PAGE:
If you’ve fallen behind on your mortgage payments and a foreclosure sale is looming in the very near future, you might still be able to save your home. (Read about the do's and don'ts when you're in foreclosure.)
Read on to learn about how you can file bankruptcy, apply for a loan modification (or other workout option), or file suit against the foreclosing party (the "lender") to potentially stop the foreclosure entirely, or at least delay the process.
If the foreclosure sale is scheduled to occur in the next few days, you can halt the sale immediately by filing for bankruptcy.
The automatic stay will stop the foreclosure in its tracks. Once you file for bankruptcy, something called an "automatic stay" immediately goes into effect. The stay functions as an injunction prohibiting your mortgage lender from foreclosing on your home or otherwise trying to collect its debt. This means that any foreclosure activity must be halted during the bankruptcy process.
The lender may file a motion for relief from the stay. The lender may attempt to have the stay lifted by filing a motion seeking permission from the court to continue with the foreclosure. Even if the bankruptcy court grants this motion and allows the foreclosure to proceed, the foreclosure will be delayed at least a month or two. This should provide you with time to explore alternatives to foreclosure with your lender. (Read more about how bankruptcy can help with foreclosure.)
If you want to keep your home, a Chapter 13 bankruptcy may help you accomplish this goal. But if you’re simply trying to buy some time by stalling the foreclosure, a Chapter 7 bankruptcy might be right for you.
Benefits of a Chapter 13 bankruptcy. A Chapter 13 bankruptcy can help you keep your home by restructuring your debts. You will repay debts—some in part and some in full—over a period of three to five years as part of a repayment plan. You may be able to avoid foreclosure and remain in your home with this type of bankruptcy because you can repay any delinquent mortgage payments through the plan.
Also, you will likely pay a fraction (or sometimes, none) of your unsecured debts during the plan period and possibly eliminate certain other debts—like underwater second and third mortgages because they're considered unsecured loans—entirely when you complete your plan, freeing up money for your first mortgage. Even if you can’t complete the plan, filing for Chapter 13 bankruptcy will give you at least several months before a foreclosure can be completed. (For more information, see Your Home in Chapter 13 Bankruptcy.)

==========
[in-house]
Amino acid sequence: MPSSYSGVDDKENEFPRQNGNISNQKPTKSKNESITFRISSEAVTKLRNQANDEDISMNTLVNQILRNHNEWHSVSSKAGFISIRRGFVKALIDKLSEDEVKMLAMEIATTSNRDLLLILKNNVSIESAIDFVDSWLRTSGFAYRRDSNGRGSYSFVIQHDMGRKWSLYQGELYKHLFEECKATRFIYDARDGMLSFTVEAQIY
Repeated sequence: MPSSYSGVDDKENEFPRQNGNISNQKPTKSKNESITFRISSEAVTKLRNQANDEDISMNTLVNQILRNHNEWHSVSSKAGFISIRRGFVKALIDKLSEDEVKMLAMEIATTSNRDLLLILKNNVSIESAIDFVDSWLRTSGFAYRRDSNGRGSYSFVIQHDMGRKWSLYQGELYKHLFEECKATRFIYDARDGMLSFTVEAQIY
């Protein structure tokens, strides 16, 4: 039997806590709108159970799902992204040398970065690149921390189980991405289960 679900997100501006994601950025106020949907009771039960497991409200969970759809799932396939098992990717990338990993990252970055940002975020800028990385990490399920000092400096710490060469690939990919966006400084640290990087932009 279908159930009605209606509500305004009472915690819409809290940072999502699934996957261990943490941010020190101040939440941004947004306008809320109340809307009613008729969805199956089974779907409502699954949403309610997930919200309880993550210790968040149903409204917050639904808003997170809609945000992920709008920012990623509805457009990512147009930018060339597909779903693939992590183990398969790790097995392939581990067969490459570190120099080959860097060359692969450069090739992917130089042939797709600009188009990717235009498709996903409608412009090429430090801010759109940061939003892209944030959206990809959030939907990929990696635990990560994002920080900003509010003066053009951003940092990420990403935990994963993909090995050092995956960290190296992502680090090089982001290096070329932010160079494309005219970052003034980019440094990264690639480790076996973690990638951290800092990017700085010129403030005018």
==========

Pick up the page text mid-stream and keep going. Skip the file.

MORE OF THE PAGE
Benefits of a Chapter 7 bankruptcy. If you’re already in foreclosure, filing Chapter 7 bankruptcy isn’t usually a good way to save your home, but it will delay the foreclosure proceedings and provide you with time to live in the home without making payments. You can put this money towards saving up for a rental. You can also use this time to try to work with the lender to come up with a way to avoid foreclosure. (Learn more in Your Home in Chapter 7 Bankruptcy.)
And, even if you still go through a foreclosure, the Chapter 7 bankruptcy will eliminate your personal liability for the mortgage debt, which means you won’t be liable for any deficiency remaining after the foreclosure. (To learn more about deficiency judgments, see Deficiency Judgments: Will You Still Owe Money After the Foreclosure?)
While you don’t want to wait until the last minute with this option, you might be able delay a foreclosure by applying for a loan modification (or other foreclosure avoidance option) because the lender could be restricted from dual tracking. Dual tracking is when the lender proceeds with the foreclosure while a loss mitigation application is pending. (Read about laws that restrict dual tracking.)
Ultimately, if your modification application is approved, the foreclosure will be permanently stopped so long as you keep up with the modified payments.
California, Colorado, Nevada, and Minnesota have each passed a Homeowner Bill of Rights that prohibits the dual tracking of foreclosures. This means servicers generally must make a decision to grant or deny a (typically) first-lien loss mitigation application before starting or continuing the foreclosure process. You must submit your application by a certain deadline to get protection from foreclosure under these laws. (Learn more about the California, Colorado, Nevada, and Minnesota Homeowner Bill of Rights.)
Under federal law, if a complete loss mitigation application is received more than 37 days before a foreclosure sale, the servicer may not move for a foreclosure judgment or order of sale, or conduct a foreclosure sale, until:
If your lender is using a nonjudicial process to foreclose—where the foreclosure is completed outside of the court system—then you might be able to delay or stop the foreclosure by filing a lawsuit against the lender to challenge the foreclosure. This tactic normally won’t work if the foreclosure is judicial because by the time of a foreclosure sale, you’ve already had your opportunity to be heard in court.
To prevail in your lawsuit against your lender, you will need to prove to the satisfaction of the court that the foreclosure should not take place because, for example, the foreclosing lender:
The downside to suing your lender is that if you’re unable to prove your case, this will only delay the foreclosure process. Lawsuits can be expensive and, if you have no reasonable basis for your claims, you could get stuck paying the lender’s court costs and attorney’s fees. (Learn more about Fighting Your Foreclosure in Court.)
If you're facing an imminent foreclosure sale and considering any of the options discussed in this article, it is strongly recommended that you consult with a local foreclosure attorney or bankruptcy attorney immediately. To get information about different loss mitigation options, you should also consider talking to a HUD-approved housing counselor.